Basil Nagel writes about how it was satisfying for him to hear Mayco member for Safety and Security, JP Smith voice his opinion so strongly about the National Land Transport Act in a recent interview. Picture: CoCT/Supplied
Basil Nagel writes about how it was satisfying for him to hear Mayco member for Safety and Security, JP Smith voice his opinion so strongly about the National Land Transport Act in a recent interview. Picture: CoCT/Supplied

JP Smith, who does a taxi war actually benefit?

By Opinion Time of article published Aug 3, 2021

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by Basil Nagel

JP Smith, are you admitting that the taxi association model and the inclusion of taxi mother bodies have created a gatekeeper mentality that is perpetuated by their (the associations and mother bodies) endorsement in the National Land Transport Act (NLTA) of 2009? Your recent eNCA interview refers.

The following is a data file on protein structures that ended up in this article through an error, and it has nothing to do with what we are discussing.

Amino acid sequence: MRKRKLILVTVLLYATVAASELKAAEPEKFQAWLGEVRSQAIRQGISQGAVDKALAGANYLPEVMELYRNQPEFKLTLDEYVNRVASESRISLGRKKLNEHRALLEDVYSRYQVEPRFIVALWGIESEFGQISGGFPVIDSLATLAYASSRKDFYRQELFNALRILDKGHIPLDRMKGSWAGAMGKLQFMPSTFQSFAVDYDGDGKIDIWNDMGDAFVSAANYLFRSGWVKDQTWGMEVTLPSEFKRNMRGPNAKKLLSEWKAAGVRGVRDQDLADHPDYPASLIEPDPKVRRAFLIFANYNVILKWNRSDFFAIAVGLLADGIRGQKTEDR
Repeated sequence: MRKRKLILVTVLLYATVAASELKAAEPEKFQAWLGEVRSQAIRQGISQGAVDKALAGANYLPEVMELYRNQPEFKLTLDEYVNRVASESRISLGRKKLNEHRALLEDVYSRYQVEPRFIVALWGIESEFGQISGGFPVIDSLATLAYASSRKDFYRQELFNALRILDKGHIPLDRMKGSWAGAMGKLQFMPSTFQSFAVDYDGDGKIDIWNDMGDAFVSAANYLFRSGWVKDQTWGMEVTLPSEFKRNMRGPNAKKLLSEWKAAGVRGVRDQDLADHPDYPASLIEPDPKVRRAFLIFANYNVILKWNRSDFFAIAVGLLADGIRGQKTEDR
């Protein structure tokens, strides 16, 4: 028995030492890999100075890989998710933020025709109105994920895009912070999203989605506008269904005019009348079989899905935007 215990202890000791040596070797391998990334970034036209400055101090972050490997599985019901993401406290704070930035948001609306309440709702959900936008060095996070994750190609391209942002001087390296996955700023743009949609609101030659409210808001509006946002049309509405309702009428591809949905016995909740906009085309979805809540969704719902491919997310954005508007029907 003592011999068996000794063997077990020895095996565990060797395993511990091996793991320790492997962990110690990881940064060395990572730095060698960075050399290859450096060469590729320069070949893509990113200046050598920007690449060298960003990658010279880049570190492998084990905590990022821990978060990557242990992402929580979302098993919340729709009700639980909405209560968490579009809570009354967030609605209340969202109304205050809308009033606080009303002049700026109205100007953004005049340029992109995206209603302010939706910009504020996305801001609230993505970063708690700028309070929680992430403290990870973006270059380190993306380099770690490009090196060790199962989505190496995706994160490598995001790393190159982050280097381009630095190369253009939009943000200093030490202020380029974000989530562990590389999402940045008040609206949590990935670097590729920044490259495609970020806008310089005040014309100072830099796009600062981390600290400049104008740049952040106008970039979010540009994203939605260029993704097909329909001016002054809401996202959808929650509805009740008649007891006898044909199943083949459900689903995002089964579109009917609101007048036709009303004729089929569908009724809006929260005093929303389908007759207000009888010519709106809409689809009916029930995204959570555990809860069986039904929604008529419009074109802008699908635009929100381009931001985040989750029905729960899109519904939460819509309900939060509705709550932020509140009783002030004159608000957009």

It is most shocking… and most satisfying for me to hear you voice your opinion so strongly about the NLTA and that you appear very frustrated that it has failed. Are you the one official who now recognises what the industry has been saying for years: that the NLTA is severely flawed?

I have fought tooth and nail for decades to get the City of Cape Town (CoCT), the Western Cape provincial transport authorities and the national government to admit to their flawed legislation that has catapulted the public transport sector into chaos. You managed to do so in a single eNCA interview.